BWW Review: A CHRISTMAS CAROL, Lyceum Theatre

Fresh from their triumphant staging of Rodgers and Hammerstein's forgotten musical State Fair at Cadogan Hall last month, the London Musical Theatre Orchestra (LMTO) set their sights on the West End for their latest project.

Despite being a decade-long tradition in New York, Alan Menken and Lynn Ahrens' musical adaptation of A Christmas Carol had never previously been staged in London. Based on Charles Dickens' classic novella, the story we all know and love is brought to life with a thrilling score. This week LMTO brought the musical to the Lyceum Theatre (home of the West End production of The Lion King) for a one-night-only concert staging.

It was an absolute treat to sit in the circle, peering down at the most phenomenal 32-piece orchestra. Whilst it's not my all-time favourite Alan Menken score, some musical numbers sounded absolutely glorious as the orchestra filled the theatre. LMTO have certainly found another forgotten musical - I didn't recognise a single song in the entire score.

Leading the cast was West End veteran Robert Lindsay as Scrooge. Lindsay always takes to the stage with such charm; he's the perfect fit for Scrooge so it came as no surprise that he pulled off the role. It was wonderful to see Lindsay reunite with West End regular Alex Gaumond as Bob Cratchit - the duo previously appeared together in Dirty Rotten Scoundrels.

The evening's standout performance came from Carrie Hope Fletcher (as Emily), whose vocals soared alongside the orchestra. Hope Fletcher shared the stage with her sister-in-law, Giovanna Fletcher, who made her professional concert debut as Mrs Cratchit. The role may have been small, but Fletcher's performance was endearing.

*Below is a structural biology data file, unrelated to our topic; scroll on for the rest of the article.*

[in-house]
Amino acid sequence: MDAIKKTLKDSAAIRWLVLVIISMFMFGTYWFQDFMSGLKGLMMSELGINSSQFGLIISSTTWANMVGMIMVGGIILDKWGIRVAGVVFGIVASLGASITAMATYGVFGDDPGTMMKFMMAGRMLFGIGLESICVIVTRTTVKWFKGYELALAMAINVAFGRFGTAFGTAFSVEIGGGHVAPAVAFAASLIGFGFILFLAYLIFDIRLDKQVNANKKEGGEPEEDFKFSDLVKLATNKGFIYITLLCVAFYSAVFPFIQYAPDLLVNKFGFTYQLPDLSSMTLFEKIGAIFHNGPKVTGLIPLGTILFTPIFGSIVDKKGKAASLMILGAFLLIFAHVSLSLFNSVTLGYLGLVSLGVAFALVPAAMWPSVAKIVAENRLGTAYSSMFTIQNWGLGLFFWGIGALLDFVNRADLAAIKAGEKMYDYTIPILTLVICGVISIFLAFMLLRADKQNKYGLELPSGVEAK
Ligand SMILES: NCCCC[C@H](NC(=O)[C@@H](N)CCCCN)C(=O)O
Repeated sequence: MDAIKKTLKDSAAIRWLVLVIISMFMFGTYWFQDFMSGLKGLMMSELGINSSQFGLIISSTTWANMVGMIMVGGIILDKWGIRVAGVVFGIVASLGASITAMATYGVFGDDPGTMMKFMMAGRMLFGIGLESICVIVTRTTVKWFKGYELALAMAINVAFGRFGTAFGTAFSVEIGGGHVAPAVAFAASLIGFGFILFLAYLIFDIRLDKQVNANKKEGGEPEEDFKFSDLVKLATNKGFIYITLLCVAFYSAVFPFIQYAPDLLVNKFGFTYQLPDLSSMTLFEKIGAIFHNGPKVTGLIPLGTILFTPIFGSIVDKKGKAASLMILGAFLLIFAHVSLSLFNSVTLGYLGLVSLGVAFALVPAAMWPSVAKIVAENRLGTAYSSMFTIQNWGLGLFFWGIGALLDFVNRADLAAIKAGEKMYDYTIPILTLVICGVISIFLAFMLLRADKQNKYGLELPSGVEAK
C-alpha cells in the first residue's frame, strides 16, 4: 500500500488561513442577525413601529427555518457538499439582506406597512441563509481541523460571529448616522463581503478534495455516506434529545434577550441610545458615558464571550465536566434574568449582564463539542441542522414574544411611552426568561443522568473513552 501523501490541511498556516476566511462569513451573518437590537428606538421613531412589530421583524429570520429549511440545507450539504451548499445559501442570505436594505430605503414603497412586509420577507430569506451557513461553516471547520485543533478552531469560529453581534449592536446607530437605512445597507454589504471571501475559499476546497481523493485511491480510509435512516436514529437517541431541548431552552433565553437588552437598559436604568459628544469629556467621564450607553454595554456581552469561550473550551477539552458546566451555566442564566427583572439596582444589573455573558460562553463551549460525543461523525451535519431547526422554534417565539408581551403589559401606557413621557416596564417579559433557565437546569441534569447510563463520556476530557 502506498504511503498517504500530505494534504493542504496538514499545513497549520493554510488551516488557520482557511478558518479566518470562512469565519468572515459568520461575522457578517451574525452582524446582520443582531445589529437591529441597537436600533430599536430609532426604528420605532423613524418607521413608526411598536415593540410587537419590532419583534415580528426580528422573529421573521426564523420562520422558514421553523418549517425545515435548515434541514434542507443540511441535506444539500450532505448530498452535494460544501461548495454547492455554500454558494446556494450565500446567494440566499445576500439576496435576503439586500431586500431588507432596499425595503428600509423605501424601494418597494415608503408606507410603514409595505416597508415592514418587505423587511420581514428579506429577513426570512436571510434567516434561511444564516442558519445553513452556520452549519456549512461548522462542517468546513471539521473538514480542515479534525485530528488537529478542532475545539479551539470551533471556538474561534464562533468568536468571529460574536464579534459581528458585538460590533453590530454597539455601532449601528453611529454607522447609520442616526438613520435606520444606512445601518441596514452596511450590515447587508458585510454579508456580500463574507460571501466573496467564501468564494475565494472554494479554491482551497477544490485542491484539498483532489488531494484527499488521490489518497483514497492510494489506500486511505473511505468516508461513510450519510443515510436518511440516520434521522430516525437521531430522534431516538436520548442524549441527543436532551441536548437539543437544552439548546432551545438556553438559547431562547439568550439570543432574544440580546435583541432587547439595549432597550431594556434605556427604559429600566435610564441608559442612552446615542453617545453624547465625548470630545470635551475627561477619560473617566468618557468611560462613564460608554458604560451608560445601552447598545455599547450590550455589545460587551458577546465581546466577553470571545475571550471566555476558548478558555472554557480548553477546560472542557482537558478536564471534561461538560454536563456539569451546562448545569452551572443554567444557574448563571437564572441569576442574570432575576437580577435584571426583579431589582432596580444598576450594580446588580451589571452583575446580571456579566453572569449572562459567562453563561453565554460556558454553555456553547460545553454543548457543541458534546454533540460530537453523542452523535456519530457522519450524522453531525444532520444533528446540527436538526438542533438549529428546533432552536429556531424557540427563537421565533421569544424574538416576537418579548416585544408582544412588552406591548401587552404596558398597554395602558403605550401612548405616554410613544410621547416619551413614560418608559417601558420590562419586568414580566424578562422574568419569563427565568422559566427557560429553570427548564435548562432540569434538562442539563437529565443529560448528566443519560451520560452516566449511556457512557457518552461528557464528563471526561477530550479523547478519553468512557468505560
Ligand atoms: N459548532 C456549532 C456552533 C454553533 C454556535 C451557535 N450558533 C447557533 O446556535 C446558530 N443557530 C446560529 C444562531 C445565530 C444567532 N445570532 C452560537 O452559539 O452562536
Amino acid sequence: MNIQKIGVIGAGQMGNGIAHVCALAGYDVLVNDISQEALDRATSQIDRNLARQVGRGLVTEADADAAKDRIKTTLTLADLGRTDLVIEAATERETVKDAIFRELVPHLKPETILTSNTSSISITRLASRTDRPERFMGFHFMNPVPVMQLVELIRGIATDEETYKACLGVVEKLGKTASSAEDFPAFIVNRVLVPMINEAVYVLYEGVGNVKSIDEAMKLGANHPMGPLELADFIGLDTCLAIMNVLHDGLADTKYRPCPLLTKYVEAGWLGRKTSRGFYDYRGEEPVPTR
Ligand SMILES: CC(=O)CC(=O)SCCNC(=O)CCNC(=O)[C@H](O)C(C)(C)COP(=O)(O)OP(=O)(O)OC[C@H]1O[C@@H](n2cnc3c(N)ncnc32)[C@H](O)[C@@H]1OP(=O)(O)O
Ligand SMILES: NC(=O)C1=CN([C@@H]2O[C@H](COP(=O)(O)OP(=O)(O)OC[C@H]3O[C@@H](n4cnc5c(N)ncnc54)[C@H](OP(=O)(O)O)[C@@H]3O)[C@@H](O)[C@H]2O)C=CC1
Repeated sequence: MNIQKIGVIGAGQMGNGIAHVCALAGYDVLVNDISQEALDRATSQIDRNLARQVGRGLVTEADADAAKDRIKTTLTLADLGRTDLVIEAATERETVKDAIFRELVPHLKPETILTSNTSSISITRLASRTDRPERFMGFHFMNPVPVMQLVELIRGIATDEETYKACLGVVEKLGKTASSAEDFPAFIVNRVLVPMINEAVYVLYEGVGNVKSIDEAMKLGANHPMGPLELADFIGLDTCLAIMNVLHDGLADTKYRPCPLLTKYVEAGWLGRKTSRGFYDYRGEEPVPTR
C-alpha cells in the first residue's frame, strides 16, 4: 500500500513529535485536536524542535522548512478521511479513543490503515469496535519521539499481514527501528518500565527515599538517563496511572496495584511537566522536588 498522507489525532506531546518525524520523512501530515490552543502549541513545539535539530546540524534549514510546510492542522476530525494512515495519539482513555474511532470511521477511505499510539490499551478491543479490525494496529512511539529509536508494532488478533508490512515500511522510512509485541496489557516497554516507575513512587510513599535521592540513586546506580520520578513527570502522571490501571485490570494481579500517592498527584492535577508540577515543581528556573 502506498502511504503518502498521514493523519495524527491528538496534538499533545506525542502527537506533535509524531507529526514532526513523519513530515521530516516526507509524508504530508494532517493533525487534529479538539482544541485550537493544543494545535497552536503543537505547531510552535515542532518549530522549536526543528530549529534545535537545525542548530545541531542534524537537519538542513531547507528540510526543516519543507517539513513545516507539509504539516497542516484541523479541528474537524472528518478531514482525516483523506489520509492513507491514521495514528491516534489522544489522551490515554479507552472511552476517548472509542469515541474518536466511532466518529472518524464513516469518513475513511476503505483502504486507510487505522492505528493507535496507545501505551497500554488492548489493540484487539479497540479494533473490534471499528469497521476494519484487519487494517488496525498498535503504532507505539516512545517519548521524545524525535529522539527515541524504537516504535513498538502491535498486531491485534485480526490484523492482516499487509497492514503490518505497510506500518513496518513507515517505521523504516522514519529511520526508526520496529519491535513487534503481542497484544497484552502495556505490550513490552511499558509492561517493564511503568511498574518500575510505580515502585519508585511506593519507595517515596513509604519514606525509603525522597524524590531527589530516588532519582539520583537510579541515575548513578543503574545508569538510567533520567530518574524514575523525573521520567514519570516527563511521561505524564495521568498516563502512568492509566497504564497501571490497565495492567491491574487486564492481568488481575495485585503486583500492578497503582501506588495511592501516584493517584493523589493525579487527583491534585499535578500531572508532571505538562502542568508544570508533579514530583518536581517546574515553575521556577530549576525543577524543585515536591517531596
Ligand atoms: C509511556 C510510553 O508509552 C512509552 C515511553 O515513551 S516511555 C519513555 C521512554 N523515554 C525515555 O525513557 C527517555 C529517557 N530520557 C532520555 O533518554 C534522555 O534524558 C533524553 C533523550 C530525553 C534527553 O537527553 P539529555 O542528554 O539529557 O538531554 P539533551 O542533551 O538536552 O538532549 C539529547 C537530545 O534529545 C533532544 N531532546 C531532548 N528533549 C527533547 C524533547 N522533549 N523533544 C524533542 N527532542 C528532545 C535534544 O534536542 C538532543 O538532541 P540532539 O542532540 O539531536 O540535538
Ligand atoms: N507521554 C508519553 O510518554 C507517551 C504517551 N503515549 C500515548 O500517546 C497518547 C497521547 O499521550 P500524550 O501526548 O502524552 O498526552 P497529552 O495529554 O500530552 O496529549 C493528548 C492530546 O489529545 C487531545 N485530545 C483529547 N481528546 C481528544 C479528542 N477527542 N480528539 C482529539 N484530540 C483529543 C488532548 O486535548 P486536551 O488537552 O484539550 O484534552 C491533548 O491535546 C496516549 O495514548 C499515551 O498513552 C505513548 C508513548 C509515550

We really were treated to top West End talent; the supporting cast included the likes of former Evita Madalena Alberto as The Ghost Of Christmas Past, Norman Bowman, who played Jacob Marley fresh from appearing in Murder Ballad, as well as Peter Polycarpou and Gina Murray as Mr and Mrs Fezziwig. All four gave outstanding performances, alongside John Addison as Fred Anderson. Also in the cast was Miss Saigon alum Hugh Maynard, who showed off some killer vocals.

It's always impressive to see how much can be achieved for a one-off concert staging. There were only minor mistakes; occasionally soloists seemed out of time with the orchestra, and towards the end of the night Lindsay lost his place in the script but dealt with it hilariously - providing one of the evening's highlights.

The LMTO are fast proving themselves as ones to watch. Their staging of A Christmas Carol provided a night to remember!

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From This Author Andrew Tomlins

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